American Technological Sublime (MIT Press)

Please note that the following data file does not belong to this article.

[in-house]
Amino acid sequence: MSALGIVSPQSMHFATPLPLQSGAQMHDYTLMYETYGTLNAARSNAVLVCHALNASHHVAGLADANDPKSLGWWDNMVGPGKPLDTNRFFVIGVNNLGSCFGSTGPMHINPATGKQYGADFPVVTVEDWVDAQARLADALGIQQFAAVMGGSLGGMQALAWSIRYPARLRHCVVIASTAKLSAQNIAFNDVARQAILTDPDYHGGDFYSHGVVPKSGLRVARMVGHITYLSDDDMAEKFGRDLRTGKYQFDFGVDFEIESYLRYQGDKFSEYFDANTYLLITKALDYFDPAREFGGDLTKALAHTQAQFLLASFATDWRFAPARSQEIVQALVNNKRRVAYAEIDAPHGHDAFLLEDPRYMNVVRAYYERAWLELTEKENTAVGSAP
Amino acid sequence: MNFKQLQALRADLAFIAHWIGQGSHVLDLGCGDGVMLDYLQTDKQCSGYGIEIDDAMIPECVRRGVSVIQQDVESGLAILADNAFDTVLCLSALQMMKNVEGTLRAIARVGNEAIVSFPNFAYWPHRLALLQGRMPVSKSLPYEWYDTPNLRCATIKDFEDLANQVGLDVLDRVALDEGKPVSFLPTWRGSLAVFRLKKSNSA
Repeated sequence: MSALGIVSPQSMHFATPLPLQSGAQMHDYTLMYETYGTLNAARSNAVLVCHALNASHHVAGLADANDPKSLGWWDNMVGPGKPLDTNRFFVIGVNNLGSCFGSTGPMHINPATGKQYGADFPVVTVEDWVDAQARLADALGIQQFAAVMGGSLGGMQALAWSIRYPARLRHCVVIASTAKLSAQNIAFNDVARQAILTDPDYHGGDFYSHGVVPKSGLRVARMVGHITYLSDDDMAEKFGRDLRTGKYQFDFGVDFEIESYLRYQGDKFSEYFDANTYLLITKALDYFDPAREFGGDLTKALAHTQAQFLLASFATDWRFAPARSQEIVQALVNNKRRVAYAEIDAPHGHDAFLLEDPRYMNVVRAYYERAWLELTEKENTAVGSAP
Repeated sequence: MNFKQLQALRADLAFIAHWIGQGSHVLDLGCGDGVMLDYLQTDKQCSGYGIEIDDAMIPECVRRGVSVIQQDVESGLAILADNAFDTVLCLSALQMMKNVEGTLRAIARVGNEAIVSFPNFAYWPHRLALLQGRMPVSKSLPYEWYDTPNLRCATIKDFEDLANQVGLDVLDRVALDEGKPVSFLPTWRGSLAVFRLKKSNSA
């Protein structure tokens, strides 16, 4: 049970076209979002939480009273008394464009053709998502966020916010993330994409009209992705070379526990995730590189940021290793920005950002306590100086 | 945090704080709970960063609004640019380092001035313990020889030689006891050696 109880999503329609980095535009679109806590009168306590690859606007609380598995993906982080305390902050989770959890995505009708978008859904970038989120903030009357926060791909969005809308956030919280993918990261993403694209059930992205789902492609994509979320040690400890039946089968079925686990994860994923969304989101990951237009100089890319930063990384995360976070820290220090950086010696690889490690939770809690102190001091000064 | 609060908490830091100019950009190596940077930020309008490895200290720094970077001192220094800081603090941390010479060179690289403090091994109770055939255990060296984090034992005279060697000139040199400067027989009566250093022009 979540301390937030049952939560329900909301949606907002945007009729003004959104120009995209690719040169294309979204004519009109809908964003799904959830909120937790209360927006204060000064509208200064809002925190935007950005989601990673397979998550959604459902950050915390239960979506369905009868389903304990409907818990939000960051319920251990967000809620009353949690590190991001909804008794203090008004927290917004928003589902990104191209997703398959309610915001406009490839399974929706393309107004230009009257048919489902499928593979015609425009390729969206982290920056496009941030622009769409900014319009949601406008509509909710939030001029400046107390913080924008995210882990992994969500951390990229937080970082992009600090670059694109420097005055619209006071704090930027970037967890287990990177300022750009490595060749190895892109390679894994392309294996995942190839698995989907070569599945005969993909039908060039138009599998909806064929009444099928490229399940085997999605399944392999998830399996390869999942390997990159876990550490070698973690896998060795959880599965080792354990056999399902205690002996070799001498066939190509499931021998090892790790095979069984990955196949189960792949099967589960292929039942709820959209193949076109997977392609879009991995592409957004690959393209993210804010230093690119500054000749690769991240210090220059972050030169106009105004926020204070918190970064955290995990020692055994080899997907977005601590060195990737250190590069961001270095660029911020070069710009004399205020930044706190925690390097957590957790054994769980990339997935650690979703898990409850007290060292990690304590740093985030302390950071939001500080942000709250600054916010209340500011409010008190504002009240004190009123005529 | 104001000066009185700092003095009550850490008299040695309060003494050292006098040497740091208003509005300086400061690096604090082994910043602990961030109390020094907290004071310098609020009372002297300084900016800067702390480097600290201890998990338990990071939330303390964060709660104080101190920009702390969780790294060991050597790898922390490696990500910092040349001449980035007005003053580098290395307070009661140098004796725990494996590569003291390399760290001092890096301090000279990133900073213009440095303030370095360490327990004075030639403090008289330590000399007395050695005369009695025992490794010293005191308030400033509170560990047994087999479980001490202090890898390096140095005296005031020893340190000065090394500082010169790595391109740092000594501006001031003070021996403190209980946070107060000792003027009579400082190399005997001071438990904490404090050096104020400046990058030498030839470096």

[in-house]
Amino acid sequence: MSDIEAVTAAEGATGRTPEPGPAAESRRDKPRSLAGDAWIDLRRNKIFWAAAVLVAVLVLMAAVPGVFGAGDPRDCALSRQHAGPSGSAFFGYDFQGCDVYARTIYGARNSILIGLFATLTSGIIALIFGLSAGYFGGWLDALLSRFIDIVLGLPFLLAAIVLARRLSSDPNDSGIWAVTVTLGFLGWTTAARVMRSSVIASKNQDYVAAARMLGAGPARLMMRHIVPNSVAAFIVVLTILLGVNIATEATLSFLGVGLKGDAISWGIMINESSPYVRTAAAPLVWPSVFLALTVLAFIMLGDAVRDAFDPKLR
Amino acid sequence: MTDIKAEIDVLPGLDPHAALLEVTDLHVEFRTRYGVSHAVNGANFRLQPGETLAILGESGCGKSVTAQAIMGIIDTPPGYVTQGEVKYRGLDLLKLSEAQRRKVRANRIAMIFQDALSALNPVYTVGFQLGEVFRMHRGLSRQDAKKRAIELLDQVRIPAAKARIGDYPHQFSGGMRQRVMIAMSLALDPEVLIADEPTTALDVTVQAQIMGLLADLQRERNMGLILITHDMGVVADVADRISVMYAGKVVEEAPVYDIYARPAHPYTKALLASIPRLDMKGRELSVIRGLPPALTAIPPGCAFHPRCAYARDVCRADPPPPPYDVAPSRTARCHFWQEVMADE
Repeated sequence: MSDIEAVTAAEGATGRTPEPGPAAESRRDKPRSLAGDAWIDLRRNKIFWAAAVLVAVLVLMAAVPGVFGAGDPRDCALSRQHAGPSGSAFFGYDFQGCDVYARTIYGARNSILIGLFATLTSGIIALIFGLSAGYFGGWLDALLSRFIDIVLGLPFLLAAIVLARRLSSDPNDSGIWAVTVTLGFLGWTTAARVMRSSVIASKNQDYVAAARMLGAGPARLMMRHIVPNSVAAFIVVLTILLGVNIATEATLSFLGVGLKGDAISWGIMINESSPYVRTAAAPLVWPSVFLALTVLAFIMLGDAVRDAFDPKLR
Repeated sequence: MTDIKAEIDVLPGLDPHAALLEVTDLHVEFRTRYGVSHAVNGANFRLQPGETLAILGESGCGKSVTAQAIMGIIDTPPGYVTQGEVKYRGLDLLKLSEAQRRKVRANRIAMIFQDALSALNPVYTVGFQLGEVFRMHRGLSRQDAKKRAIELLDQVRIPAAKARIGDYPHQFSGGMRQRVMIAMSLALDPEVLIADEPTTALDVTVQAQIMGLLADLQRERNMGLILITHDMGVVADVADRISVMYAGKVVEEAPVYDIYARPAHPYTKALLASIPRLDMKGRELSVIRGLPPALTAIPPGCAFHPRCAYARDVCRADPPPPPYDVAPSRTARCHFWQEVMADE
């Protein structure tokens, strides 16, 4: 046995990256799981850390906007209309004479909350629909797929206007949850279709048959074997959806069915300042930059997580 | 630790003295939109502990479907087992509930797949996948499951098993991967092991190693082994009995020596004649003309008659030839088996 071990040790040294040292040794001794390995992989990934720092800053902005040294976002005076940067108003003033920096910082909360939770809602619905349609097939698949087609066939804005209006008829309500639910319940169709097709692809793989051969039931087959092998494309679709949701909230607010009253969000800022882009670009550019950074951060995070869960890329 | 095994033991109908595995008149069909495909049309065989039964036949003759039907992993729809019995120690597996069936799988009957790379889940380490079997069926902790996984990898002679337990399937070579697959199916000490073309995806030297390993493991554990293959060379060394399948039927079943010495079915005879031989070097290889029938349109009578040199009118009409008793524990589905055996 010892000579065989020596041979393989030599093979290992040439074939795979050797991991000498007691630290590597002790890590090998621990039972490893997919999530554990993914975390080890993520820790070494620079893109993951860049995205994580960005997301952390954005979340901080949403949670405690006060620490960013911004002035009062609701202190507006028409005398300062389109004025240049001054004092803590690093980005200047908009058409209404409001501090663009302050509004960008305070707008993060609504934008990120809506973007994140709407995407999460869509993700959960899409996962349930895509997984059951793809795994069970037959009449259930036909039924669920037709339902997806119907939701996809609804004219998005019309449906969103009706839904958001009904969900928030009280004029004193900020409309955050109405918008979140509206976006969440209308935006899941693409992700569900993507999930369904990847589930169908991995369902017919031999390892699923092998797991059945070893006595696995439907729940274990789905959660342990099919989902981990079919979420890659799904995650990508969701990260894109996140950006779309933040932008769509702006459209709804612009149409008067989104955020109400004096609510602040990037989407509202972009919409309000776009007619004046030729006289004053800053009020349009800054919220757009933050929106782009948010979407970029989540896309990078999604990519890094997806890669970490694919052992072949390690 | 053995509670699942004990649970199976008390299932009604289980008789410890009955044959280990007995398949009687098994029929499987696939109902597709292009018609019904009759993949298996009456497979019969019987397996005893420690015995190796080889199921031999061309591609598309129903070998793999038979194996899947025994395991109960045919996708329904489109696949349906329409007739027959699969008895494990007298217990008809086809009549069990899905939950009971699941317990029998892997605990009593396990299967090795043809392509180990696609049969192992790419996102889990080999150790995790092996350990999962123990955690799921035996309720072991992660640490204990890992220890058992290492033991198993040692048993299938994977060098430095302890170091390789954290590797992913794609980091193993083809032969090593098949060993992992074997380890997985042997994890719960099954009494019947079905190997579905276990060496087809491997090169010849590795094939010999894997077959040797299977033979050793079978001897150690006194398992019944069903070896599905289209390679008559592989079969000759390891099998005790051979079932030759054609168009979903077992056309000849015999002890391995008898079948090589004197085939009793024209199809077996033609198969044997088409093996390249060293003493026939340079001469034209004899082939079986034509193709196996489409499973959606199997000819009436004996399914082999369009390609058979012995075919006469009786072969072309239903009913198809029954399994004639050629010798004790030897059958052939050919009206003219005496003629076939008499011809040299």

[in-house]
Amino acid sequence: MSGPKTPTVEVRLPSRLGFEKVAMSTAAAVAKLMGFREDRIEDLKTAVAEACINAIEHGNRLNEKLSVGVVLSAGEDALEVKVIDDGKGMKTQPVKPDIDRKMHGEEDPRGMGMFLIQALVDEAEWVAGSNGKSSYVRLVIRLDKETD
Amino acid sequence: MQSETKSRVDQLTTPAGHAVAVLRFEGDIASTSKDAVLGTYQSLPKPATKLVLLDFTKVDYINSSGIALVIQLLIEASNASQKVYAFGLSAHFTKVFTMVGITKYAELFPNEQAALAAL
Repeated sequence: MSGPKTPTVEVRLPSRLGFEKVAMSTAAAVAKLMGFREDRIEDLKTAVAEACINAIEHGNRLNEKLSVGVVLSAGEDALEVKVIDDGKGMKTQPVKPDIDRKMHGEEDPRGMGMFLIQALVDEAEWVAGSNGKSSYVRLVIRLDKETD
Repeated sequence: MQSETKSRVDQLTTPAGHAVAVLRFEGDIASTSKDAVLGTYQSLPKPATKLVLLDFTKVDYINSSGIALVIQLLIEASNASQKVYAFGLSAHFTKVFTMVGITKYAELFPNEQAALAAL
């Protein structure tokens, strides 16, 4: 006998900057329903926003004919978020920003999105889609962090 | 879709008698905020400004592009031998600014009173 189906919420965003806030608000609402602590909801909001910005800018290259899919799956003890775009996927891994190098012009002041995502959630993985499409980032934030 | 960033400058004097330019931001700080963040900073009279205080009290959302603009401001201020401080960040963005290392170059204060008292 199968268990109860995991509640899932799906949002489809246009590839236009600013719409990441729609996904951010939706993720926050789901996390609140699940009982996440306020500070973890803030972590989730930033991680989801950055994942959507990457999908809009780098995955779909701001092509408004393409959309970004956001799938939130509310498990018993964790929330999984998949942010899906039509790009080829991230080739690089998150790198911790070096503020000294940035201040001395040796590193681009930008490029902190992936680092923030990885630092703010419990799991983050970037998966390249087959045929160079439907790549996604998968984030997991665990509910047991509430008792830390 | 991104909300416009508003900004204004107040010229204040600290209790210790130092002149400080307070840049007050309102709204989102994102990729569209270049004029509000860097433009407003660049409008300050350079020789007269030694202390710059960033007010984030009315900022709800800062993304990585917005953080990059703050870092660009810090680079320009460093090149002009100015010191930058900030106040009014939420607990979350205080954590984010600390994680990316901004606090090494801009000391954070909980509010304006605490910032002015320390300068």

Technology has long played a central role in the formation of Americans' sense of selfhood. From the first canal systems through the moon landing, Americans have, for better or worse, derived unity from the common feeling of awe inspired by large-scale applications of technological prowess. American Technological Sublime continues the exploration of the social construction of technology that David Nye began in his award-winning book Electrifying America. Here Nye examines the continuing appeal of the "technological sublime" (a term coined by Perry Miller) as a key to the nation's history, using as examples the natural sites, architectural forms, and technological achievements that ordinary people have valued intensely. American Technological Sublime is a study of the politics of perception in industrial society. Arranged chronologically, it suggests that the sublime itself has a history - that sublime experiences are emotional configurations that emerge from new social and technological conditions, and that each new configuration to some extent undermines and displaces the older versions. After giving a short history of the sublime as an aesthetic category, Nye describes the reemergence and democratization of the concept in the early nineteenth century as an expression of the American sense of specialness.What has filled the American public with wonder, awe, even terror? David Nye selects the Grand Canyon, Niagara Falls, the eruption of Mt. St. Helens, the Erie Canal, the first transcontinental railroad, Eads Bridge, Brooklyn Bridge, the major international expositions, the Hudson-Fulton Celebration of 1909, the Empire State Building, and Boulder Dam. He then looks at the atom bomb tests and the Apollo mission as examples of the increasing ambivalence of the technological sublime in the postwar world. The festivities surrounding the rededication of the Statue of Liberty in 1986 become a touchstone reflecting the transformation of the American experience of the sublime over two centuries. Nye concludes with a vision of the modern-day "consumer sublime" as manifested in the fantasy world of Las Vegas.